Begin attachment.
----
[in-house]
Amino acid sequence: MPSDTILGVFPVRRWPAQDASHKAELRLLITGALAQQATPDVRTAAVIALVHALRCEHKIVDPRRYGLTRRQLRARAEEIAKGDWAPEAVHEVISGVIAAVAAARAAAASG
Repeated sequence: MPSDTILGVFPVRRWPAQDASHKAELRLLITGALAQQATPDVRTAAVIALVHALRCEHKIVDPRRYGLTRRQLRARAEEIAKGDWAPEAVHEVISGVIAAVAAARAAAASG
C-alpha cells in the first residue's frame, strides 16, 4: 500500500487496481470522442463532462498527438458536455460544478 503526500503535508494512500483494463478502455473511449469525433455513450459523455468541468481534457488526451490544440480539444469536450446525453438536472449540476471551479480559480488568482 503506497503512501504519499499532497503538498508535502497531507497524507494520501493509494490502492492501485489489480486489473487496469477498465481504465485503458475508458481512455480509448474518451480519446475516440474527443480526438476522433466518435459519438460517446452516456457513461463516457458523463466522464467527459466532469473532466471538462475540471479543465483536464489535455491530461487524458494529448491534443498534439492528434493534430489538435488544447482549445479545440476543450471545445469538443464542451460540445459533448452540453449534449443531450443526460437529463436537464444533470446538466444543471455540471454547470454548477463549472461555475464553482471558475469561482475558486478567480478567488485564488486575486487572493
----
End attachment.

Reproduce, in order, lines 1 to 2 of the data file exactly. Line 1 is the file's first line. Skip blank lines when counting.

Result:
[in-house]
Amino acid sequence: MPSDTILGVFPVRRWPAQDASHKAELRLLITGALAQQATPDVRTAAVIALVHALRCEHKIVDPRRYGLTRRQLRARAEEIAKGDWAPEAVHEVISGVIAAVAAARAAAASG